At Microsoft Inspire, Microsoft’s annual event where it highlights what it has achieved with different partners, the company made several announcements related to AI.
First, it announced pricing for its upcoming Microsoft 365 Copilot offering. The feature will cost $30 per user per month, on top of normal Microsoft 365 pricing.
“While some generative AI apps focus on a single capability, like real-time transcription or copywriting, Microsoft 365 Copilot puts thousands of skills at your command. By grounding answers in business data like your documents, emails, calendar, chats, meetings and contacts, and combining them with your working context – the meeting you’re in now, the emails you’ve exchanged on a topic, the chats you had last week – Copilot delivers richer, more relevant and more actionable responses to your questions,” Frank X. Shaw, chief communications officer at Microsoft, wrote in a blog post.
The company also announced Bing Chat Enterprise, which allows companies to use Bing Chat internally so that their data stays protected. According to Microsoft, in the enterprise version chat data isn’t saved and it’s not used to train models. This new feature has begun rolling out at no extra cost for customers of Microsoft 365 E5, E3, Business Premium and Business Standard. It will also be available as a standalone subscription for $5 per user per month.
New features have also been added to Microsoft Sales Copilot to further empower sales teams to use AI. It now includes AI-generated opportunity summaries, contextualized email drafts, and meeting preparations.
Microsoft also revealed the addition of process mining capabilities to Power Automate. This will give customers more opportunities to optimize their processes so they are more efficient. “With Process Mining, users can understand what is happening across their business, use AI that generates insights, app and automation suggestions, and use Power Platform to quickly build the solutions they need,” Shaw wrote.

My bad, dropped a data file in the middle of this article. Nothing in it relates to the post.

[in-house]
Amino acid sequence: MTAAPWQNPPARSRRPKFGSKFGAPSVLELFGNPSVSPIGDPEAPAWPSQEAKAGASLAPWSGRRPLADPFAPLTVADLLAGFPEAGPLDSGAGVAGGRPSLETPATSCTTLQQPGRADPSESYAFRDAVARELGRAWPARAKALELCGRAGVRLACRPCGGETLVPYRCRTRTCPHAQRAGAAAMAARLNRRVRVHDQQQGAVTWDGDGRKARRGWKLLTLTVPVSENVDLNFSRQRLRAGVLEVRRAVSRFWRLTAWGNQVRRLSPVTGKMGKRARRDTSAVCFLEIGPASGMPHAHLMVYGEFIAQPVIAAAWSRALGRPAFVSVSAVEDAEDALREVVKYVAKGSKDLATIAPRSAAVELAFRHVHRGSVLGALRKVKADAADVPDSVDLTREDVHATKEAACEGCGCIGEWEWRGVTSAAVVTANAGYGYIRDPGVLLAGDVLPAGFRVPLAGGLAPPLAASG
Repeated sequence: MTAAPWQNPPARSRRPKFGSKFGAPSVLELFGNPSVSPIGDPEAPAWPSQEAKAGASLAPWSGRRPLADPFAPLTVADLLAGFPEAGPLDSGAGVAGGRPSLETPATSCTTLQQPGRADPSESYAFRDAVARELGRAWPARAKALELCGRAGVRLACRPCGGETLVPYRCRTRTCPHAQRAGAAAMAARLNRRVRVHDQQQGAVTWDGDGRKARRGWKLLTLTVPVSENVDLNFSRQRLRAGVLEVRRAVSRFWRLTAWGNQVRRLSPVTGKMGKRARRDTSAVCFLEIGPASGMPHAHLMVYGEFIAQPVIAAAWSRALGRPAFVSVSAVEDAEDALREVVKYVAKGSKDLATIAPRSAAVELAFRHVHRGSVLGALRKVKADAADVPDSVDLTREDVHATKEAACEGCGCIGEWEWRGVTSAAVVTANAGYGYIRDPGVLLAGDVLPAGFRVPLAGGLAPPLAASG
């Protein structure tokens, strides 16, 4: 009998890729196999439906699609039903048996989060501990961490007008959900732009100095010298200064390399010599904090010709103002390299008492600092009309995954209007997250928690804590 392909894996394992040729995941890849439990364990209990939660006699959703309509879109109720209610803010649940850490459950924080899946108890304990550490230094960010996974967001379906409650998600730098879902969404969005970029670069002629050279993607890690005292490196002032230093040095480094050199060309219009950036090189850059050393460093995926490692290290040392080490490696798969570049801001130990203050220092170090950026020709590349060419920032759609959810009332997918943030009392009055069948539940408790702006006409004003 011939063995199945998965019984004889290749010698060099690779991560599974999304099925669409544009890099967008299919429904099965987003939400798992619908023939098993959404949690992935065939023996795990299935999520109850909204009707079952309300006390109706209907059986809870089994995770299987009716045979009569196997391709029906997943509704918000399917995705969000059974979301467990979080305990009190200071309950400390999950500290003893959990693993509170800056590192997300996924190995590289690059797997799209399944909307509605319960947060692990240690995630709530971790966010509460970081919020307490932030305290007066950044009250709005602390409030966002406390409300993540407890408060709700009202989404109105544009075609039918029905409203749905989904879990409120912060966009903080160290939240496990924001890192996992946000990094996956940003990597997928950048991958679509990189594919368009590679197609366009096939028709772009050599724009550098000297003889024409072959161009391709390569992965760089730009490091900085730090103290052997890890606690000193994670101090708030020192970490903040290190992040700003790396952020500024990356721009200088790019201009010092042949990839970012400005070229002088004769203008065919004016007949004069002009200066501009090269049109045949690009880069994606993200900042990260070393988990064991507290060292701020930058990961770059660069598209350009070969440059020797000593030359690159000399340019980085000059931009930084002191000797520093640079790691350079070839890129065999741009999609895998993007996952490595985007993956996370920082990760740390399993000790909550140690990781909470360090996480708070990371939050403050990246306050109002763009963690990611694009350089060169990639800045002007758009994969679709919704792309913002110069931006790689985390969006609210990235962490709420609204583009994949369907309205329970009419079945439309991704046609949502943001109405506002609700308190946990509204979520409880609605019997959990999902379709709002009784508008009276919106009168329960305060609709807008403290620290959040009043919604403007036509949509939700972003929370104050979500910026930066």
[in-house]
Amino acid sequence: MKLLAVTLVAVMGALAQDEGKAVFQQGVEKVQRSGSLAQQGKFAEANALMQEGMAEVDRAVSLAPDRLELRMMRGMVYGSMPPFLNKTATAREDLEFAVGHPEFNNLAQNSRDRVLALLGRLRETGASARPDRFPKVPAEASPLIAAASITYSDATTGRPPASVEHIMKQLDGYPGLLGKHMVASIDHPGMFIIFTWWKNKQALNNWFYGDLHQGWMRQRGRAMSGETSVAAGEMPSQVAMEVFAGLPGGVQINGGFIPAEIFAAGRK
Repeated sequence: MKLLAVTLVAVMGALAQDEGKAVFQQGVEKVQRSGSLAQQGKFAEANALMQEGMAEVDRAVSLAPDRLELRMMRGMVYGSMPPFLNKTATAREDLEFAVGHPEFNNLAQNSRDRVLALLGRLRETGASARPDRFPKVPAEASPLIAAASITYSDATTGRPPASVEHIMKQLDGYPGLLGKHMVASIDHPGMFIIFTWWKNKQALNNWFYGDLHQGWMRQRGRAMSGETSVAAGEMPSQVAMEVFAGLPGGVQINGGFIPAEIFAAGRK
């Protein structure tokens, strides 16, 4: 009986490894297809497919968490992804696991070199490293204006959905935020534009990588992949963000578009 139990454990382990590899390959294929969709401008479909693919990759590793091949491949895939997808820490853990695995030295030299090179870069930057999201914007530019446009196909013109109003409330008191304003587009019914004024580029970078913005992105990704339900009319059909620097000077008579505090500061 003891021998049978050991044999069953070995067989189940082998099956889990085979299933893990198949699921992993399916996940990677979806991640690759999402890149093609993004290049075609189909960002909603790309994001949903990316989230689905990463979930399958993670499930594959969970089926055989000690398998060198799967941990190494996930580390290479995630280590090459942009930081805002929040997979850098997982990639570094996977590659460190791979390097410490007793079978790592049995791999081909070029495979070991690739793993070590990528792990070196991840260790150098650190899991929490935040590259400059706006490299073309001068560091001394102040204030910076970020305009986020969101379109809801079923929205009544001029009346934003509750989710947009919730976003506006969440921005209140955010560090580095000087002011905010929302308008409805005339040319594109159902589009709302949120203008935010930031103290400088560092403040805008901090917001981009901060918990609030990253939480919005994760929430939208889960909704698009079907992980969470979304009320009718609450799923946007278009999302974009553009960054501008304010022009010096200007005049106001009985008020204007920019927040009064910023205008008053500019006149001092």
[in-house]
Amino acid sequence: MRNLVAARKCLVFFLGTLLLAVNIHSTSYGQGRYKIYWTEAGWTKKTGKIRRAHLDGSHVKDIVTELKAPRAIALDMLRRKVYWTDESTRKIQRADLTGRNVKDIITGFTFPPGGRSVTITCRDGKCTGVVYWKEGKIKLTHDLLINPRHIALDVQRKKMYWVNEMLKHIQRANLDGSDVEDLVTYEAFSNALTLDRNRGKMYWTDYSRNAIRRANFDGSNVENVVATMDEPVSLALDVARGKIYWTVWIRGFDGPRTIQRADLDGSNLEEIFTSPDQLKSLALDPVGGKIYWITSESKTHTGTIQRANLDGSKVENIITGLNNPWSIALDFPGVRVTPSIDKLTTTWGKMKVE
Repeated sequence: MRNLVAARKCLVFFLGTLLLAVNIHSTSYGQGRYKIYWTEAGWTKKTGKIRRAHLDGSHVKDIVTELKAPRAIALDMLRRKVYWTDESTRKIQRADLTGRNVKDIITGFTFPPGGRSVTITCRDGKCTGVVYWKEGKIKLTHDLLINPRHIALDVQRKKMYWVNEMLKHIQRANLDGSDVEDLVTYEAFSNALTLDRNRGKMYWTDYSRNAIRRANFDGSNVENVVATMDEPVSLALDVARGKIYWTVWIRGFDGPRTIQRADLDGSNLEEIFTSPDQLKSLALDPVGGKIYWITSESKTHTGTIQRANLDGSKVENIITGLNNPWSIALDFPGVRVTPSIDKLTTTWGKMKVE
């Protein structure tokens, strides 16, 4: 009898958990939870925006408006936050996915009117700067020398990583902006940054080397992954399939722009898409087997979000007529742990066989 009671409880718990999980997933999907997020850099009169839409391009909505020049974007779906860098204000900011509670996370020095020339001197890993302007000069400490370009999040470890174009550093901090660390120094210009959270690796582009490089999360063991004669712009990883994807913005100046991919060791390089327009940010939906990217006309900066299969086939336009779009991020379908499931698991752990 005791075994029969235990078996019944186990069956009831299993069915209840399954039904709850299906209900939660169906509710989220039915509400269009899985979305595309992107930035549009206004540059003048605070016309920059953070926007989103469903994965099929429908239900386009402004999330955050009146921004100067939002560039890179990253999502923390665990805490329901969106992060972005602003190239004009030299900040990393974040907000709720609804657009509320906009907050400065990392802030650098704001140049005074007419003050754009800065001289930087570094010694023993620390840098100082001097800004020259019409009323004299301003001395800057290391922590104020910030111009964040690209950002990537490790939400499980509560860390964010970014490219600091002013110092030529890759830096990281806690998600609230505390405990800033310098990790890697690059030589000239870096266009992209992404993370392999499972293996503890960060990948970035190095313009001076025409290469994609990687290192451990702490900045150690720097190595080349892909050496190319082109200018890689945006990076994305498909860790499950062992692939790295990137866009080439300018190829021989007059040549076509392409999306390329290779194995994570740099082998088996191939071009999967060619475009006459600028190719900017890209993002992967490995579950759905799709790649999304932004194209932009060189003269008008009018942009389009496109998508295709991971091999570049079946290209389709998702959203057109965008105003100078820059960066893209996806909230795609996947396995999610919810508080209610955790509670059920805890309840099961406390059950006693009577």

Since Microsoft Inspire is often about showcasing Microsoft’s partnerships with other companies, the company also made several announcements about its collaborations with partners.
It is partnering with Meta on its open-source large-language model, Llama 2. The model will be optimized to run on Windows and Azure customers will be able to deploy Llama 2 models there.
It also announced that the healthcare company Epic has integrated Azure OpenAI Service into its electronic health record system. This integration provides benefits like allowing doctors to explore patient data in a conversational way and helping them reply to patient messages more efficiently.
Microsoft also announced its new AI Cloud Partner Program. “In another milestone, Microsoft Inspire marks the launch of the Microsoft AI Cloud Partner Program, the next generation of our partner program, which empowers every partner to deliver customer value while leveraging Microsoft AI and the Microsoft Cloud. Through the Microsoft AI Cloud Partner Program, we’re providing partners with a comprehensive portfolio of investments for all partner business models, at every stage of maturity,” Shaw wrote.